An audit of traumatic haemothoraces in a regional hospital in KwaZulu-Natal, South Africa
Background: Haemothorax occurs in approximately 60% of all thoracic and polytrauma cases and is responsible for 15–30% of all trauma mortalities. Penetrating injuries to the thorax are a common presentation in South African hospitals. This study aims to audit the traumatic haemothoraces and their outcomes in regional hospitals in Durban, KwaZulu-Natal, South Africa.
Methods: In this study, patient characteristics were grouped as either continuous or categorical variables. Continuous variables, such as age were summarised as means (with standard deviations) or medians (interquartile range [IQR]), as appropriate. Categorical variables such as sex were summarised as proportions. Fisher’s exact test was used to compare proportions. All analyses were performed using the Statistical Package for Social Sciences.
Results: A total of 118 patients were included comprising 110 (93%) males and eight (7%) females, with an average age of 29.7 years. Stab-chest was the most frequent mechanism of injury (76; 64.4%), followed by gunshot wound (GSW)-chest (27; 22.9%) and isolated blunt chest trauma (9; 7.6%). Other mechanisms of injury were stab-neck (3; 2.5%), stab-shoulder (2; 1.7%) and blunt chest trauma in the context of polytrauma (1; 0.8%). The most frequent type of injury was penetrating (108; 91.5%), with only 10 (8.5%) cases of blunt injury. This study found that there was a statistically significant association between patient age groups and type of injury.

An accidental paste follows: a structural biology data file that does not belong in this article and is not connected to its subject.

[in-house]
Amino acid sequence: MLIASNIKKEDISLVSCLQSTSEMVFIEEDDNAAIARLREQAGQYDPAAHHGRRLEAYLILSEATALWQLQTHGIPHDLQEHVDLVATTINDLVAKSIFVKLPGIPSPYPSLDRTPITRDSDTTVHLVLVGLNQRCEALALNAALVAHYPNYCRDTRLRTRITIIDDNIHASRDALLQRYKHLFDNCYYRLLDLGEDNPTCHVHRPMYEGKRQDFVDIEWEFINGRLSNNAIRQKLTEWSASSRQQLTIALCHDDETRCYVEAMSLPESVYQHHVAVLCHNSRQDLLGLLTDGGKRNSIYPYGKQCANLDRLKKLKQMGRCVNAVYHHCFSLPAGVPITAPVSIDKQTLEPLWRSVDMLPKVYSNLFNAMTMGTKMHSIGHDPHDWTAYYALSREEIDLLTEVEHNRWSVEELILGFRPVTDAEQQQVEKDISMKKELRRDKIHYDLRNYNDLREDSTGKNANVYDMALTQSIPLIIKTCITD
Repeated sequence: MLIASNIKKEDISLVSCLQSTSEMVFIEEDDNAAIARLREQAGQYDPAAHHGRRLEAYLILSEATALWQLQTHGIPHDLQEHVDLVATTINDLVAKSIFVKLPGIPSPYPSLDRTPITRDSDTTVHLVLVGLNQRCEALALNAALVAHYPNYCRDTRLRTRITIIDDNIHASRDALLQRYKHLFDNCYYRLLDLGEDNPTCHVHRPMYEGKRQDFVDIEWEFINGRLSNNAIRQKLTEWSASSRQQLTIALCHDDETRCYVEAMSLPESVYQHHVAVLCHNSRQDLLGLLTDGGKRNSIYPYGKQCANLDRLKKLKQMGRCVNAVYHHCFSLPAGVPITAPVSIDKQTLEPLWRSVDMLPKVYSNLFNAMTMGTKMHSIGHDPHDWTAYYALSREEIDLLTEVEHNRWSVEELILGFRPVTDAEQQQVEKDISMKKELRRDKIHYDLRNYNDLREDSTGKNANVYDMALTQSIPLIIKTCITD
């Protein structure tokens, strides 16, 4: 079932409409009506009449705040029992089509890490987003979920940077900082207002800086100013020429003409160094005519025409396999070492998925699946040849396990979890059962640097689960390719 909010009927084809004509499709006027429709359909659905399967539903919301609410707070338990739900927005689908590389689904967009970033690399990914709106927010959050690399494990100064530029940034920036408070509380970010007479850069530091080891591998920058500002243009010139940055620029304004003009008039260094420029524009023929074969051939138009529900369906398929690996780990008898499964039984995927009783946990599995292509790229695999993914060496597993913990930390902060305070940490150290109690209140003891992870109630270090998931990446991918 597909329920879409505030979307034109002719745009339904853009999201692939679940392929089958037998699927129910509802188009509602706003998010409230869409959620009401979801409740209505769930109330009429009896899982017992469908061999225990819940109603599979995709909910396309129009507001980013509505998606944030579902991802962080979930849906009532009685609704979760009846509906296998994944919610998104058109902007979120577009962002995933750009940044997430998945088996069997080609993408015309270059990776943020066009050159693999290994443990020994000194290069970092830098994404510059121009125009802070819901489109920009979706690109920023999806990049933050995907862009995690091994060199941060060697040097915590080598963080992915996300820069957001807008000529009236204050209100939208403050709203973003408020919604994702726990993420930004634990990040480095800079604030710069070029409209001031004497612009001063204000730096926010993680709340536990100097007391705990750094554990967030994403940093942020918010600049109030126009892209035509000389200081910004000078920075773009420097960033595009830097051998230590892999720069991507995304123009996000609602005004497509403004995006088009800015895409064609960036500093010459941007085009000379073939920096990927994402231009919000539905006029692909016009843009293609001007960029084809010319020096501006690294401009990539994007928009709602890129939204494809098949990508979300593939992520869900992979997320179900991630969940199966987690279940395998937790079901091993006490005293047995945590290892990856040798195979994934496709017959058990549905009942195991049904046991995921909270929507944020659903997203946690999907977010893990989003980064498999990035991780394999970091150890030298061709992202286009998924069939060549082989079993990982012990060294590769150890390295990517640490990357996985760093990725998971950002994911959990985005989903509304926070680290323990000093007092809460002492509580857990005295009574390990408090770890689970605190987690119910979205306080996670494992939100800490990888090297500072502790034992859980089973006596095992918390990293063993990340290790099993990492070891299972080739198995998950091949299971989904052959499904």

Conclusion: Haemothorax is a common sequela of chest trauma. Retained haemothorax (RH) results in worsened patient outcomes including increased hospital length of stay (LOS). This study points to the need for auditing of proper intercostal chest drain (ICD) positioning, which is crucial for the successful drainage of haemothorax.
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